The GRU of Russia provides cryptocurrencies to Mueller's investigations


The ongoing investigation into Mueller of a possible Russian collusion with the administration of President Donald Trump revealed in two separate charges, issued in July and October, that transaction-based money laundering operations Cryptocurrency-based methods were one of the preferred payment methods by many Russian military intelligence – GRU – officers as they went to buy goods and services in the United States.

The fact that part of this crypto-currency has been extracted or even created by the officials of the GRU in question is something that some experts believe has not received sufficient attention from the official press.

An excerpt from July outlines the extent and sophistication of the GRU company.

"Around March 14, 2016, using the funds in a bitcoin address, the conspirators purchased a VPN account, which they then used to log in to the Twitter @ Guccifer_2 account.The remaining funds from that bitcoin address are were then used on April 28, 2016 to rent a Malaysian server that hosted the website, the states of accusation.

"The Conspirators used a different set of fictitious names (including" Ward DeClaur "and" Mike Long ") to send bitcoins to a US company to rent a server used to administer the X-Tunnel malware implanted in the Democratic Congress Committee (DCCC) ) and networks of the National Democratic Committee (DNC), and to rent two servers used to hack the DNC cloud network. "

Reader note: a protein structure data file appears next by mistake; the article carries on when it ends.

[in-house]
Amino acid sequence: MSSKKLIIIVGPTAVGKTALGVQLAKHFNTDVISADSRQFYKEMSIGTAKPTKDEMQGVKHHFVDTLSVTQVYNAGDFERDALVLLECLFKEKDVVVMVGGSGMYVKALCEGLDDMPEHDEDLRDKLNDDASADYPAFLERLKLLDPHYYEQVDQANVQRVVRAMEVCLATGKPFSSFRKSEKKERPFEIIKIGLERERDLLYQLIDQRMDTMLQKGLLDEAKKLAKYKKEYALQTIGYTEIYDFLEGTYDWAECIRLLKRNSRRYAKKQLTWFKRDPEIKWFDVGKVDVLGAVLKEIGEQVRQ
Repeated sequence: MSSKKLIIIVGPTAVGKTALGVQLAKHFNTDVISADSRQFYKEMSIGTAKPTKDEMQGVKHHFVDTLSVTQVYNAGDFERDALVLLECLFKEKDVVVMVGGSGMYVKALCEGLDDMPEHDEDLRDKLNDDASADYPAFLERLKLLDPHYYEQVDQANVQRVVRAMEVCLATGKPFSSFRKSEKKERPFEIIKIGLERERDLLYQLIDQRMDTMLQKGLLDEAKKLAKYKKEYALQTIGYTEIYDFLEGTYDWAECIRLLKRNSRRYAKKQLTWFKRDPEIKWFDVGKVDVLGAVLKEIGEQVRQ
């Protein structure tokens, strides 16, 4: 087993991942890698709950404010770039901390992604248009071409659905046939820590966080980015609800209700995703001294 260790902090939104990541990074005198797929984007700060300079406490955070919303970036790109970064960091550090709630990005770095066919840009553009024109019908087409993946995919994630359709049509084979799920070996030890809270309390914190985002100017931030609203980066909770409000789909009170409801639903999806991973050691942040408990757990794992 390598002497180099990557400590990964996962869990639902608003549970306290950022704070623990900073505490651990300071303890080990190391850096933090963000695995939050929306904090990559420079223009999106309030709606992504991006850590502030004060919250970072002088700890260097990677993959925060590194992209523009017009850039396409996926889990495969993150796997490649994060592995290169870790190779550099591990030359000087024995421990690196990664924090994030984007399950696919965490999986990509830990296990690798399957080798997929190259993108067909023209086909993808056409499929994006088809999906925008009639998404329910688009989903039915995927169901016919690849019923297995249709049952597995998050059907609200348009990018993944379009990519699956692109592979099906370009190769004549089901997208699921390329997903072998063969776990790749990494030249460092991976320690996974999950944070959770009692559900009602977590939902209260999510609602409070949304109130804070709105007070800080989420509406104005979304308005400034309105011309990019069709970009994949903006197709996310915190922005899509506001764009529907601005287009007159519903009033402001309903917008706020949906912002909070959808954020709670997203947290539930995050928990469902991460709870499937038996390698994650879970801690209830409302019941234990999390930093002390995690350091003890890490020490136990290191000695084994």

"The incriminated Russian agents in the United States have circumvented the financial transparency regime that surrounds Bitcoin in part by extracting their currencies, and their business has been exposed only very well after the damage occurred. judicial remedies for damage to national security are poor, especially when those who have been convicted are unlikely to face justice, "said David Murray, vice president of product development and services at the Financial Integrity Network in Washington DC . "Our goal must be the almost real-time interdiction of threats to national security and our financial transparency regime must support that goal, whether those who threaten our national security choose to transact through banks or using currencies virtual. "

In the July 2018 indictment, it was re-revealed that "although the conspirators caused transactions in a variety of currencies, including US dollars, they mainly used bitcoins by buying servers, registering domains and otherwise making payments to support the 39. Hacking activities .. Many of these payments have been processed by companies based in the United States that have provided payment processing services to hosting companies, domain registrars and other international and national suppliers. Bitcoin has allowed the conspirators to avoid direct relations with traditional financial institutions, allowing them to escape a more in-depth control of their identities and sources of funding. "